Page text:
What Is Lithium?

A mood stabilizer used to treat bipolar disorder

Lithium is a mood stabilizer used to treat bipolar disorder, a condition that involves episodes of depression, mania, and hypomania. Lithium is used as an acute treatment for mood episodes and as a long-term treatment to prevent further manic and depressive recurrences.

Lithium smooths out the highs of mania and the lows of depression in people living with bipolar disorder by restoring the balance of neurotransmitters in the brain.


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This video has been medically reviewed by Anju Goel, MD, MPH

Neurotransmitters are chemical messengers that boost, carry, and balance signals between neurons (nerve cells) and target cells throughout the body. Too much or too little of any one neurotransmitter can upset the balance of brain activity, which manifests itself as changes in the way people think, feel, or behave.

Lithium has been considered a first-line treatment for bipolar disorder. Various studies have found that lithium is effective in preventing and reducing the frequency of mood episodes, manic episodes, and depressive episodes. It can decrease manic episode symptoms like elevated or irritable mood, racing thoughts, agitation, and decreased sleep.

However, lithium has been prescribed less and less in recent years. Reasons include its side effects, the availability of other mood stabilizers, and lithium's potentially high toxicity burden. 

Lithium is a chemical element found in nature. It is a light, soft metal that is used in a variety of forms. Some of these forms, such as lithium carbonate, are used to make the medications that treat bipolar disorder.

What Does Lithium Treat?

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Lithium's use in psychiatric treatments for mood disorders dates back to the 19th century. It was not widely used, but its benefits for metabolic disturbances and gout were assumed to be linked to mood dysregulation, and recurrent mood disorders were well documented in medical papers.

Widespread acceptance and adoption of lithium in the United States took place in the 1970s. Its use in America decreased gradually beginning in the late 1980s, however, with the introduction of anticonvulsants and atypical antipsychotics, which are categories of medications used to treat other conditions that have also been increasingly used to treat bipolar disorder.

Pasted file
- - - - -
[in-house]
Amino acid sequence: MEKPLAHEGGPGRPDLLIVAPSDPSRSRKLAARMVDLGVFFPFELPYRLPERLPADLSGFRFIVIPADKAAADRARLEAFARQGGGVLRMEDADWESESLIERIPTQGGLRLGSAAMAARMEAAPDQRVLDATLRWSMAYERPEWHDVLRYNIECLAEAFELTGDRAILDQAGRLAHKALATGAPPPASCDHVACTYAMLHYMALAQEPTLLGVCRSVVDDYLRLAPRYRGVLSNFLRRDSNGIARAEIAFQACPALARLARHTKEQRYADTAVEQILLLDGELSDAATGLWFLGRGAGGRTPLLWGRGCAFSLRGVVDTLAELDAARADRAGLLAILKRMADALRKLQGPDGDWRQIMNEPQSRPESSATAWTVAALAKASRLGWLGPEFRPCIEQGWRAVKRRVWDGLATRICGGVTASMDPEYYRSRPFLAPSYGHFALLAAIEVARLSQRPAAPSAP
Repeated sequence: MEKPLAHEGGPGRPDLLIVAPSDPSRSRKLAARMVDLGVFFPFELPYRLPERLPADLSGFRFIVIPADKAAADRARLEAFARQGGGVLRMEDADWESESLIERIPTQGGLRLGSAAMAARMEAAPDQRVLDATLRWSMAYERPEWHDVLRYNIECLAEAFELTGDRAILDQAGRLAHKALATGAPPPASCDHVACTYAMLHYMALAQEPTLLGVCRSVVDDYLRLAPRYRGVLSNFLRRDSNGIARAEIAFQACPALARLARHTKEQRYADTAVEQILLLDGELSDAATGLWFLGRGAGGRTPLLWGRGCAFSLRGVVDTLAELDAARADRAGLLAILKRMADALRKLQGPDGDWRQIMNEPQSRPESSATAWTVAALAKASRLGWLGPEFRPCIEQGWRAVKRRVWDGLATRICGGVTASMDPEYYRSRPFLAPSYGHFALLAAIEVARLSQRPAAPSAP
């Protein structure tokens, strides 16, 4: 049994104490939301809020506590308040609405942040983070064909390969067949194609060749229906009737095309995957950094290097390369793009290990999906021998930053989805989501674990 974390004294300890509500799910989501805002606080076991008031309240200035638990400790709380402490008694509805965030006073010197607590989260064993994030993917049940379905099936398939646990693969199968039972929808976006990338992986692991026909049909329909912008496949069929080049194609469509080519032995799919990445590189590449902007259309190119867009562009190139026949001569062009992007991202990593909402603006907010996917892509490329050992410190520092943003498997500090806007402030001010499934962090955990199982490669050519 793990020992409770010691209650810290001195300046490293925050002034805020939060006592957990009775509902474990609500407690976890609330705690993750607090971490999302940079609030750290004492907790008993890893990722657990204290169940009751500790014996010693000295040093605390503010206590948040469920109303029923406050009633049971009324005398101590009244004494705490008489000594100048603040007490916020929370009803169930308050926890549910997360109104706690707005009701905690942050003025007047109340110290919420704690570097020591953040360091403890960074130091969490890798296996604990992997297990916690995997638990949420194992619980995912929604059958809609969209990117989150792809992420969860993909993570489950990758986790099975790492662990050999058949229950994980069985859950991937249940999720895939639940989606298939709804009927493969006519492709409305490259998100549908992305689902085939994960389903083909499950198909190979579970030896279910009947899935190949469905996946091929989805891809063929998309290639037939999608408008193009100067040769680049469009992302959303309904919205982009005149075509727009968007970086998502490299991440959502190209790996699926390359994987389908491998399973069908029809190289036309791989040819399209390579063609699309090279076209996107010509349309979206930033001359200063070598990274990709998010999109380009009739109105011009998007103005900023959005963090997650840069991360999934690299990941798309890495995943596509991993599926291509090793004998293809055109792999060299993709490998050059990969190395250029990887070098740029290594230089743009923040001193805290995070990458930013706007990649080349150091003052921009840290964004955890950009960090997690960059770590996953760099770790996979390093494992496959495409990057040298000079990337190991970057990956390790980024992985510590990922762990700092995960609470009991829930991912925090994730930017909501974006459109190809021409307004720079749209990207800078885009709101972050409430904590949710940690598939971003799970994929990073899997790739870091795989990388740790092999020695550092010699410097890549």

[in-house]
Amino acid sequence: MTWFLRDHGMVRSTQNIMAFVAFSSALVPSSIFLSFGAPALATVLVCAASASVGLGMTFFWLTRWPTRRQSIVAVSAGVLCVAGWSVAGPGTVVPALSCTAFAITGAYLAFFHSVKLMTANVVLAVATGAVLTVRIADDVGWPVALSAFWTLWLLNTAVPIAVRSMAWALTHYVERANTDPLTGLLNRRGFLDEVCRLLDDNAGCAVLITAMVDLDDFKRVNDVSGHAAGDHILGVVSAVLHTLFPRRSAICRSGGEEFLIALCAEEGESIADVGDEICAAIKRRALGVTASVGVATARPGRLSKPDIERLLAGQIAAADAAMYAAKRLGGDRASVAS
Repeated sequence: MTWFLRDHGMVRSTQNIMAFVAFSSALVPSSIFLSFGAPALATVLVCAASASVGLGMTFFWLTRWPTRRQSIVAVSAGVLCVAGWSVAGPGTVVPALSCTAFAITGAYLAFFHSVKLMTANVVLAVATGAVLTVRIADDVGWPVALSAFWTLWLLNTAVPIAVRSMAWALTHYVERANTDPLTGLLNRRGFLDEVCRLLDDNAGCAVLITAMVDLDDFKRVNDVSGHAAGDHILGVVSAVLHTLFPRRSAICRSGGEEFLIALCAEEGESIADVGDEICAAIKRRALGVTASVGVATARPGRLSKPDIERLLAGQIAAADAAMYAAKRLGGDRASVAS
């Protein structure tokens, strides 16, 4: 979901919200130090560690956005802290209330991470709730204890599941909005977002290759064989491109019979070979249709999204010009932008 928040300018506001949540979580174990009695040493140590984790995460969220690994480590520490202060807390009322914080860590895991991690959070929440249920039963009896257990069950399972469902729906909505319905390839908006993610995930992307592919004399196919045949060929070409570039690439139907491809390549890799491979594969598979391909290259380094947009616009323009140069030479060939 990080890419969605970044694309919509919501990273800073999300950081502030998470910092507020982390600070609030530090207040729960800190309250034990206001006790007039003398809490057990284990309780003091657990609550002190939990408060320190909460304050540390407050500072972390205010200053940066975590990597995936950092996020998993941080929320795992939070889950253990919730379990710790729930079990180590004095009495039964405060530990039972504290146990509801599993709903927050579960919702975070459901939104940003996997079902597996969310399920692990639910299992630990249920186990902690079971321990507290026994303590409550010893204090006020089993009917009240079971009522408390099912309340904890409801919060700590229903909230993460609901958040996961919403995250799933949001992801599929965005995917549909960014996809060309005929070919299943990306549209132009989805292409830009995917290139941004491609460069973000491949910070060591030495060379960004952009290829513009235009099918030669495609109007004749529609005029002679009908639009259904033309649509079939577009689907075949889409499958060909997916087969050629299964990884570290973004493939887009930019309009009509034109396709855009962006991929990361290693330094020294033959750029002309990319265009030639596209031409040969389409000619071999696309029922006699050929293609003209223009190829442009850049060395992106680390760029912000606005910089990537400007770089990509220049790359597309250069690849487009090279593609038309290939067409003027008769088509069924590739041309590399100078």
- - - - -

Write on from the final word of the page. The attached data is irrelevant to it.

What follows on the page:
Mood disorders, also known as affective disorders, are a group of mental disorders characterized by clinically significant changes or extremes of mood.

Lithium is better than anticonvulsants at preventing manic episodes. And it reduces the relapse of mood symptoms, decreases aggression, and possibly also decreases impulsivity. Lithium can also reduce the risk of suicide in people who have mood disorders.

How Does Lithium Work?

Lithium belongs to a class of medications called mood-stabilizing agents, which are medications used to treat bipolar disorder and other mood disorders. It has not been established which of lithium's many effects is responsible for its mood-stabilizing properties, but it is known that lithium decreases irregular activity in the brain by altering the metabolism of neurotransmitters, notably dopamine and serotonin, as well as having other effects on nerve cells in the brain.

Levels of dopamine and serotonin can impact mood, anxiety, and many other brain functions. Other neurotransmitters that have been found to be involved in the pathophysiology of bipolar disorder include norepinephrine, GABA, and glutamate.


Lithium is primarily used to treat the symptoms of bipolar disorder—mania, depression, and fluctuations between the two states. It can be taken in the form of a tablet, liquid, or capsule and must be taken exactly as directed by a healthcare provider.

Lithium is meant to be used as a long-term treatment. Those who are taking lithium should not stop taking the medication even if they are feeling better. Missing doses of lithium may increase the risk of a relapse of mood symptoms. For the medication to function properly, those who are taking lithium must follow their healthcare provider's instructions on when, how much, and how often to take it.